This project analyses whether ‘new’ approaches to public sector reform (PSR) centred on leadership, social accountability or policy adaptation are more likely to bypass some of the recurrent shortcomings of conventional ‘Weberian approaches’, which are often blamed for the seeming failure of the PSR agenda over the past two decades.
The project compares the evolution of public sector effectiveness (in mandate and in practice) in Ghana, Malawi, Rwanda and Uganda since the turn of the century. These four countries have been selected for their marked variation in the aggregate trajectory of their public sectors since the early 2000s, as registered, for example, in the Worldwide Governance Indicators: Ghana started from a higher level of effectiveness and yet registered little improvement; Malawi registered some improvement; Rwanda showed remarkable improvement; and Uganda, if anything, showed a slight worsening.
The likely explanation for these variable trajectories of public sector reform cannot be reduced to any single, macro-social independent variable: for instance, Rwanda and Uganda are both assumed to have dominant-party political settlements, yet their contrast in PSR could not be starker; similarly, if aid dependence was to be blamed for institutional failure, then Rwanda should have exhibited a more limited improvement. Instead, it is necessary to delve deeper into the causal processes linking explanation and outcome within and across five public sector nodes or core country systems: public sector planning; public/civil service management; public finance management; oversight; and anti-corruption.
- How do different approaches to PSR (leadership, social accountability, policy adaptation, Weberian administration) impact the effectiveness of core public sector nodes?
- How do different approaches interact with each other?
- Do different approaches to PSR promote competence and integrity to the same extent?
- How do external and internal factors interact for each approach to public sector reform?
- How does the type of political settlement interact with each approach to public sector reform?
Methods and research design
The methodological approach of this research project is causal process tracing within a structured-focused comparison of a total of 20 cases: five PSR nodes in four countries. The distribution of cases allows for two case comparison strategies:
- Within-country comparisons: A focus on each country allows us to explore how different approaches have been used in the same local context. This strategy illustrates the analytical contrasts between PSR approaches.
- Cross-country comparisons: A focus on each PSR node allows us to explore how different local contexts influence functionally equivalent instances of reform. This strategy illustrates the analytical contrasts between political settlements.
The analytical narratives for each country are based for the most part on primary sources, both documentation (public and internal) and semi-structured interviews, from core public organisations as well as non-governmental and donor organisations in each country.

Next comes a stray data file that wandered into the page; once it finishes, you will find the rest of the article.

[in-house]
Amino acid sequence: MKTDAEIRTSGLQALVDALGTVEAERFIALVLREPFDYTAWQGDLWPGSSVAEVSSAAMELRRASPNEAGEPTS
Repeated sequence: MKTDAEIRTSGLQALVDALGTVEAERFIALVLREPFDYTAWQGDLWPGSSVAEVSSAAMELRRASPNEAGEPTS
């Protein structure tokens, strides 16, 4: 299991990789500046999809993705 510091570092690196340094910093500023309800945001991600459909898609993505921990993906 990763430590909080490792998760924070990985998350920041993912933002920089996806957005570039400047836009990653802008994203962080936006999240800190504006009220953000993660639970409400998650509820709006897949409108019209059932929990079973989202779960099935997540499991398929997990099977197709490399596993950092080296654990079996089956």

How does this project fit within ESID’s research agenda?
This project is explicitly aligned with some of the central ESID goals, such as identifying the determinants of state effectiveness, exploring the underlying sources of elite commitment, linking material and ideational factors, as well as bridging the internal-external divide.
|Lead Researcher||Pablo Yanguas||University of Manchester|
|Researcher||Abdul-Gafaru Abdulai||University of Ghana Business School|
|Researcher||Badru Bukenya||Makerere University, Uganda|
|Researcher||Benjamin Chemouni||London School of Economics|
|Researcher||Henry Chingaipe||Institute for Policy Research & Social Empowerment, Malawi|
Badru Bukenya (2017). ‘Are service‐delivery NGOs building state capacity in the Global South? Experiences from HIV/AIDS programmes in rural Uganda‘. Development Policy Review 36(S1): 0378-0399.
Chemouni, B. (2019). ‘The rise of the economic technocracy in Rwanda: A case of a bureaucratic pocket of effectiveness or state-building prioritisation?‘. ESID Working Paper No. 120. Manchester.
Abdul-Gafaru Abdulai (2019). ‘Rethinking elite commitment to social protection in Ghana: Insights from an adapted political settlements approach‘. ESID Working Paper No. 112.
Pablo Yanguas (2017). ”Varieties of state-building in Africa: Elites, ideas and the politics of public sector reform‘. ESID Working Paper No. 89.
Benamin Chemouni (2017). ‘The politics of core public sector reform in Rwanda‘. ESID Working Paper No. 88.
Badru Bukenya and William Muhumuza (2017). ‘The politics of core sector public reform in Uganda: Behind the façade‘. ESID Working Paper 85.
Daniel Appiah and Abdul-Gafaru Abdulai (2017). ‘Competitive clientelism and the politics of core public sector reform in Ghana‘. ESID Working Paper 82.
Matt Andrews and Lawrence Bategeka (2013). ‘Overcoming the limits of institutional reform in Uganda‘. ESID Working Paper 27
Badru Bukenya and Pablo Yanguas (2013). ‘Building state capacity for inclusive development: The politics of public sector reform‘. ESID Working Paper 25.
Badru Bukenya (2013). ‘Are service-delivery NGOs building state capacity in the global South? Experiences from HIV/AIDS programmes in rural Uganda‘. ESID Working Paper 22.
Closing the gap between form and function: A new approach to institutional reform in Uganda. ESID Briefing Paper 2.
Henry Chingaipe, 15 January 2015: ‘Researching the politics of public sector reforms in Malawi‘.
Badru Bukenya, 2 March 2015: ‘Undertaking PSR research in Uganda‘.
Benjamin Chemouni, 17 February 2015: ‘Why such a commitment to public sector reform in Rwanda?’
Pablo Yanguas, 31 March 2014: Designing ESID’s research on public sector reform.